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Well To Do Guru is Retired (07/14/13)

Posted Sunday July 14, 2013

                                                   By Mike Paradise

  The Leonard family has made the tough decision to retire its long-time star pacer Well To Do Guru.

  The 2011 Illinois Horse of the Year made an unsuccessful retuned to the races after a seven-month layoff last month that turned out to be the 9-year-old’s final start of his illustrious career.

  “We pulled his shoes off and he’s been prancing around in the field,” said his driver and job sharing conditioner Casey Leonard. “We decided it was the right time. Maybe we could have brought him back and raced him at 80 or 85 per cent in low level races but we didn’t want to cheapen him.

  “Well To Do Guru has been a great horse for all of his here at the (Harvard) farm and for the Gorman’s (Jim and Marilyn), his owners, for so many years.  Everyone involved with this horse from my dad Terry, his caretaker Teddy Pearson and the Gorman’s themselves have taken such pride and good care of him.

  “Nevertheless, he’s nine now and his age has finally caught up to him. He’s had his last race.”

   Well To Do Guru’s final start was a last place finish in the June 15 Broadway Preview stake at Balmoral Park when he was driven by Art Gregory, Jr. Ironically Casey drove his stable-mate Fort Silky to a victory in that Illinois bred stake.

  Well To Do Guru’s ends his career with 41 career victories, a lifetime mark of 1 minute, 49 and 3/5 seconds,  and $726,359 in earnings and, to say the least, he made almost 3/4’s of a million dollars the hard way.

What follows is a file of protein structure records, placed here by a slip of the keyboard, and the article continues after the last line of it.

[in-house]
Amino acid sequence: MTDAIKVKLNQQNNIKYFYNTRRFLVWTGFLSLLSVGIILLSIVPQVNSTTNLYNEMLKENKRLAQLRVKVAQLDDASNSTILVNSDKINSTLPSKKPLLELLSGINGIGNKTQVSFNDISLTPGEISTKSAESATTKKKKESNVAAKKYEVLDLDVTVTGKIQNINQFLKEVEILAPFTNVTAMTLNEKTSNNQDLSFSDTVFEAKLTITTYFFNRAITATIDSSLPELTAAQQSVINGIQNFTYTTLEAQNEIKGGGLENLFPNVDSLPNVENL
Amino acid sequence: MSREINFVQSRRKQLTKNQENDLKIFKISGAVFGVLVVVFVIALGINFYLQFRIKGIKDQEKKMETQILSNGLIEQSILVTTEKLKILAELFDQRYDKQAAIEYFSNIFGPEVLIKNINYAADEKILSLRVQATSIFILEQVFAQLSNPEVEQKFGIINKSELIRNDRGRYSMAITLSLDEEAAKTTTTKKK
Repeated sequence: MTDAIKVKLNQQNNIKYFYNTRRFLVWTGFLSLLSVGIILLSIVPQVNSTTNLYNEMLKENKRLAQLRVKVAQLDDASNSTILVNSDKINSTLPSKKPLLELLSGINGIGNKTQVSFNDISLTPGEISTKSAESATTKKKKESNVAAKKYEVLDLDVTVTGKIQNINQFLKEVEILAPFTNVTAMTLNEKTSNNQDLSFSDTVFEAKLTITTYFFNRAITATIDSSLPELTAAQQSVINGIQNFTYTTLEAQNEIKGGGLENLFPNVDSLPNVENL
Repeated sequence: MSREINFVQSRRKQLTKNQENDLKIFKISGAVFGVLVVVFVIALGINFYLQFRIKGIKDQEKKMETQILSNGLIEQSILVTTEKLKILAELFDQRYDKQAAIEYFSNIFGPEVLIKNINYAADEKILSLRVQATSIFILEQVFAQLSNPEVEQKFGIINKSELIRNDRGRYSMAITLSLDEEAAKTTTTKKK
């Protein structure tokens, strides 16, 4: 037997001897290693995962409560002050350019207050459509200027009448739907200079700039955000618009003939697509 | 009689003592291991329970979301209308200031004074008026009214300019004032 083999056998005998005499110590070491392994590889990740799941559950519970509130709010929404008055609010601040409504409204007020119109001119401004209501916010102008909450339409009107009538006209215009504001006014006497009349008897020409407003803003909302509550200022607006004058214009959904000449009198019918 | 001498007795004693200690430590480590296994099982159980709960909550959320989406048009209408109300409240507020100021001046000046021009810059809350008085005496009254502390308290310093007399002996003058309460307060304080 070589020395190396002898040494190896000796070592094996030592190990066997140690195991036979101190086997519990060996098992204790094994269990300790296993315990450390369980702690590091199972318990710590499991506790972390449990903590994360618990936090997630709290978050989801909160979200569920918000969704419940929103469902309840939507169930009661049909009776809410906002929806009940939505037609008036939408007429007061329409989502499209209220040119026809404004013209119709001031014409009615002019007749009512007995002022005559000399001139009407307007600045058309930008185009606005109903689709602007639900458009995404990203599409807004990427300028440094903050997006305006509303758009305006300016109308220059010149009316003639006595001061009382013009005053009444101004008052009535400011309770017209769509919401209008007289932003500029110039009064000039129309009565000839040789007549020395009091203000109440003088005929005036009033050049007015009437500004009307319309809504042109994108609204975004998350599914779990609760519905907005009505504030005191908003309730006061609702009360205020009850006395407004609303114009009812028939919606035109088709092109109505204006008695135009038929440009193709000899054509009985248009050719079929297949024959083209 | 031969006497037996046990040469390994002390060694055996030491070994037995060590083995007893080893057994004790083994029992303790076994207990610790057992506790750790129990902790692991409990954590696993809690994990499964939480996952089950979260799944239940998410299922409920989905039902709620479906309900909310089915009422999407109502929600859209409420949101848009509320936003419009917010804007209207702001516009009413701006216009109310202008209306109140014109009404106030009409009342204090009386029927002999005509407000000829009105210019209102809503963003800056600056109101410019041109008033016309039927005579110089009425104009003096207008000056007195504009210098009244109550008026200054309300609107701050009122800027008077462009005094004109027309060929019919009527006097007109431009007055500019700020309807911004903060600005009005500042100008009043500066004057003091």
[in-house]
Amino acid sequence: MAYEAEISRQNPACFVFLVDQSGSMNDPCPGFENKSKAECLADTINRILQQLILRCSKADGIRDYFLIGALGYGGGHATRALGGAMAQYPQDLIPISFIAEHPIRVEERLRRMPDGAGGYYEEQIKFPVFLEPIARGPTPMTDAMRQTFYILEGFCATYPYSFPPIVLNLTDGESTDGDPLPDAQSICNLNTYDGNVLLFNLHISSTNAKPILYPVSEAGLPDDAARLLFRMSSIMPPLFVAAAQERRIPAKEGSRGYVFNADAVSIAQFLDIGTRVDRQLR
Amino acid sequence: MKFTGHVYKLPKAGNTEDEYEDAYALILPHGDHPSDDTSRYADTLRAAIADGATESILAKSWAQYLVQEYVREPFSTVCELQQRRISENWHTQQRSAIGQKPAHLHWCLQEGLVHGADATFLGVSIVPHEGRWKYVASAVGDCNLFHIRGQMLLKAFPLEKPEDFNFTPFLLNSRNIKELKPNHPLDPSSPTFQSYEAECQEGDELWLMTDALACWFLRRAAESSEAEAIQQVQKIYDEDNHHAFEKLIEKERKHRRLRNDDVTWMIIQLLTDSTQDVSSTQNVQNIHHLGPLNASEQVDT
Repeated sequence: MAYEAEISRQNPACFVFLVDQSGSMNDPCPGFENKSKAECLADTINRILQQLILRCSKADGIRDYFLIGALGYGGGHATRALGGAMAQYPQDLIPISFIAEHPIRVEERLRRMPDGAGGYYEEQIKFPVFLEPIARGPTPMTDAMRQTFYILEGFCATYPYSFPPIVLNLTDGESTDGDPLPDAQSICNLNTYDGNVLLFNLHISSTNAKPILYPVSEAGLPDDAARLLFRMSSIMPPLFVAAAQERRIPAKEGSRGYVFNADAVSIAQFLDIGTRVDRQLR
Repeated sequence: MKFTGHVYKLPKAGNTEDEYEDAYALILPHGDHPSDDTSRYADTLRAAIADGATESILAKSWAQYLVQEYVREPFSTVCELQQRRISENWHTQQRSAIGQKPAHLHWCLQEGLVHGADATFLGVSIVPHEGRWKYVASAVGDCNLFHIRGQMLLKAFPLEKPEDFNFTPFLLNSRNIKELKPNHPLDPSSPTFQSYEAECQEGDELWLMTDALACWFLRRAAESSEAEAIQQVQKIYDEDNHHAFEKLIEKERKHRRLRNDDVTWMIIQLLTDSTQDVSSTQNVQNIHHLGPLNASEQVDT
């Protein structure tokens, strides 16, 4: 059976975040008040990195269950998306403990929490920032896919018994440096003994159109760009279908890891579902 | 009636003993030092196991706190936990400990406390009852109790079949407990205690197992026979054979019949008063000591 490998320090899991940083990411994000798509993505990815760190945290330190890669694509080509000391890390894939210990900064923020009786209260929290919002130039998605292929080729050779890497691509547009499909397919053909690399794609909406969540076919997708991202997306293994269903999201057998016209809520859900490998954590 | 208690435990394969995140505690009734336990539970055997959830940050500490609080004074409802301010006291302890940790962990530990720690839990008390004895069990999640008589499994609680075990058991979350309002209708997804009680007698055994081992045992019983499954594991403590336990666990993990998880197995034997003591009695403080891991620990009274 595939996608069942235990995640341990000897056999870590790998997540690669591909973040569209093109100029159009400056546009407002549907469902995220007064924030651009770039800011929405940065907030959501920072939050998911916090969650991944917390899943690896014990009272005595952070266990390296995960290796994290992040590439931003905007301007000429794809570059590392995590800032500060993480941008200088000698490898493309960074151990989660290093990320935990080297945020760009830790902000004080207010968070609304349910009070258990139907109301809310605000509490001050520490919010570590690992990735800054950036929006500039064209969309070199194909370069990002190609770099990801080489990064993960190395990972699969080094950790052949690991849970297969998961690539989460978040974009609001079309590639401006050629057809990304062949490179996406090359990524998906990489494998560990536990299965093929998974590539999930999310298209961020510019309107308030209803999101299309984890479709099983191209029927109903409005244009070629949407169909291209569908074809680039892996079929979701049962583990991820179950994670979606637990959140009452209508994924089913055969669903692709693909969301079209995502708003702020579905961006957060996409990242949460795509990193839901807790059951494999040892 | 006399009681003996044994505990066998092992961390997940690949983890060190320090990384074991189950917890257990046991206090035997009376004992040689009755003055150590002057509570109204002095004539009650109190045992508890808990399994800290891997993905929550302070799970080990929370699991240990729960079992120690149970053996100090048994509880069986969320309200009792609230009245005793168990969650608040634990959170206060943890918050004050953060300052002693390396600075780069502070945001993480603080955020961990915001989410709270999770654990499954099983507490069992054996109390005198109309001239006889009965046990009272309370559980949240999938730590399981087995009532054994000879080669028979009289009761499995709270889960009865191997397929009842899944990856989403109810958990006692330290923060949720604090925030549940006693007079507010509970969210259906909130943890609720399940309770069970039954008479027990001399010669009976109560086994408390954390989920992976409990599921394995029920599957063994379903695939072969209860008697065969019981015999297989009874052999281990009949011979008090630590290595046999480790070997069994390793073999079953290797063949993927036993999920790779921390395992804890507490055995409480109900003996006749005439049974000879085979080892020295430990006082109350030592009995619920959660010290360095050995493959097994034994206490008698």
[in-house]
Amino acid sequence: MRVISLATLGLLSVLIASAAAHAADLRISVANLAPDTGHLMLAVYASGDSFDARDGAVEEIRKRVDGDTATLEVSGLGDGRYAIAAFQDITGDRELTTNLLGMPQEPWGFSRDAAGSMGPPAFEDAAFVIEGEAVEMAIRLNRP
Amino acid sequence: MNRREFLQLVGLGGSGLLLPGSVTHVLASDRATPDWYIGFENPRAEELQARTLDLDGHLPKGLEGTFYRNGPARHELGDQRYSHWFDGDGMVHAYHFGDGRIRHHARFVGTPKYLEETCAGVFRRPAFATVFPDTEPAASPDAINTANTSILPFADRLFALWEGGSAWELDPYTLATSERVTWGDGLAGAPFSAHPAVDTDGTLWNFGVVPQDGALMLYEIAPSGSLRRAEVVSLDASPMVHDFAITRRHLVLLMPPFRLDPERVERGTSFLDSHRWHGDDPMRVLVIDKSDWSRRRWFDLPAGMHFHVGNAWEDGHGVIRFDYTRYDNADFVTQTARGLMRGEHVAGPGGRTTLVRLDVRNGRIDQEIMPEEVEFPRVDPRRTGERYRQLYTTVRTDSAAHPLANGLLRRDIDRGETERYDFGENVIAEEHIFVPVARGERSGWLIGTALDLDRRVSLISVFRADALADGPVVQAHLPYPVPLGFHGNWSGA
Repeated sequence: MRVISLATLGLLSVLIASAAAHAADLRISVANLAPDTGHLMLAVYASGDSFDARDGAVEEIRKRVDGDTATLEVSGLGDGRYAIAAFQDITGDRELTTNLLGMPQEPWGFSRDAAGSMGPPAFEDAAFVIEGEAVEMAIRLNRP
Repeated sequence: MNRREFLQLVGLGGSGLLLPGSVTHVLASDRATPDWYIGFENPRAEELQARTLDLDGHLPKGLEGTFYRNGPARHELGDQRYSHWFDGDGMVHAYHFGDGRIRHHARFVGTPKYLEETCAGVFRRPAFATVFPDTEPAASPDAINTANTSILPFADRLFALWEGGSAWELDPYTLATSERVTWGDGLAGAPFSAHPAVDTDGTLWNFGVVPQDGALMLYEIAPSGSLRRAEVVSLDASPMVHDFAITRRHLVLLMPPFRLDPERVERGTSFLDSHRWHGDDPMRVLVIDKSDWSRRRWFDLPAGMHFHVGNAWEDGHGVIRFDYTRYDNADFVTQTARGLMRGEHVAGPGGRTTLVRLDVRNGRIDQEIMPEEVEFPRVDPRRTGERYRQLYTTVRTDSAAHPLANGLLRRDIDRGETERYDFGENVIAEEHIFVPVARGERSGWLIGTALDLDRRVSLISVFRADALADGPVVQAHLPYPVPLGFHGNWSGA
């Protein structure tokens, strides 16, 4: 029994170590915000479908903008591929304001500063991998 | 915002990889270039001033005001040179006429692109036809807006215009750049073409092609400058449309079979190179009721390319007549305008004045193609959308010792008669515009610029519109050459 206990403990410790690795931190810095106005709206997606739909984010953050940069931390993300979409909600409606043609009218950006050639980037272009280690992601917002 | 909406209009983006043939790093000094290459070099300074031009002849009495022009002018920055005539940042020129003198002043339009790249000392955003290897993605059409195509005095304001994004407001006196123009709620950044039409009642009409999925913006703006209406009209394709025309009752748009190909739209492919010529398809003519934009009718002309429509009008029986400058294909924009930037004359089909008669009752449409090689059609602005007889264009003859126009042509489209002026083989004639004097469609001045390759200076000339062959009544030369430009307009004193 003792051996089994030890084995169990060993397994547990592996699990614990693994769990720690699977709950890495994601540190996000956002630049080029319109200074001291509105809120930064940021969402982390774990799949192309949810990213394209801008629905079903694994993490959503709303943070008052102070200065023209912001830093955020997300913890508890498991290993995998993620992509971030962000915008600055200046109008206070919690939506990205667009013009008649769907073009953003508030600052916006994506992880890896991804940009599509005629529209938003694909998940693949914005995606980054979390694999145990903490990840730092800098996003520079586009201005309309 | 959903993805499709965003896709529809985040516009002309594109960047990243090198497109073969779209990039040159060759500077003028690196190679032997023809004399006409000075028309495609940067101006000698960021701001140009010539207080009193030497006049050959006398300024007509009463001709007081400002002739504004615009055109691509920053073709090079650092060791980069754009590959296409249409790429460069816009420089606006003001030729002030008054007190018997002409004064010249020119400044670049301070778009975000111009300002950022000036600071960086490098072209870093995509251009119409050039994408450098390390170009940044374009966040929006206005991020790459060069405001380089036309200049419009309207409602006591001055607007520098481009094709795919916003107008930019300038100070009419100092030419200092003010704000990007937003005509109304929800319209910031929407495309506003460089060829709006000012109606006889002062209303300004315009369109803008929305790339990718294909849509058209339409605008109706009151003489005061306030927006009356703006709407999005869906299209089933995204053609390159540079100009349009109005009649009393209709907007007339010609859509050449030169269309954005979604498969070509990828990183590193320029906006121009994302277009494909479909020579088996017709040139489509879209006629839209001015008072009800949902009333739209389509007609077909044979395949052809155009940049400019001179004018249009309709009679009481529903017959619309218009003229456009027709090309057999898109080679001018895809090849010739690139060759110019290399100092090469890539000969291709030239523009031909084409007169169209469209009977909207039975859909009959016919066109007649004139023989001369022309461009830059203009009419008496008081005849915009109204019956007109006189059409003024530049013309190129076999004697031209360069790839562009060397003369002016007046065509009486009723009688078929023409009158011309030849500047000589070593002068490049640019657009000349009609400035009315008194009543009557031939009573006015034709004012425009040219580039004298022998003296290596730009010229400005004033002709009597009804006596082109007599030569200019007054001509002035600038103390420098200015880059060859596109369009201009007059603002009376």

The horse did very little as a 2 or 3-year-old when the six-figure stakes are available, earning less than $30,000 in only 19 starts those two seasons.

  Well To Do Guru never won a race of over $40,000 in his career and yet he still had four consecutive seasons of over $100,000 in earnings and a career best as a 7-year-old in 2011 when he made 13 winner’s circle stops, raked in $217,354 and was named Illinois Horse of the Year.

  The homebred gelding was still going strong as an 8-year-old in 2012, winning 9 more races, all in Illinois stakes for Balmoral Park Free For All’s, and pulling down another $175,590,

  It didn’t matter to Well To Do Guru what size track he competed on and how Casey wanted to race him on any particular night.

  The horse captured the Maywood Park Pacing Series older state-breds the last three years and swept all three of its legs in 2011 and 2012, the same year he notched no less than seven Free For All events at Balmoral against open company horses, doing so on and off the pace.

  The Leonard’s adhered to a strict schedule every year of plenty of R & R for their prize pacer. Well To Do Guru never raced the consecutive weeks and never made more than 28 starts in a single year. The horse always ended his season in mid-November and didn’t start his next until the following mid-March

  Well To Do Guru went a longer than normal seven months between his victory on the November 16 Mc Keever stake at Maywood Park and his first and only start of 2013 in Balmoral’s June 15 Broadway Preview.

  “I told his owners he was like a pitcher in baseball who kept winning Cy Young awards. After the season was over he deserved his chance to come back to see if he could still compete at a high level,” said Casey. “The horse did it in his previous years but it turned out that this time he couldn’t.”

  Well To Do Guru was one of my personal Illinois bred favorites and, in my opinion, a shoo-in to be inducted in the Illinois Harness Racing Hall of Fame.

  He certainly will be missed.

  To view Archived Notes and Quotes click here



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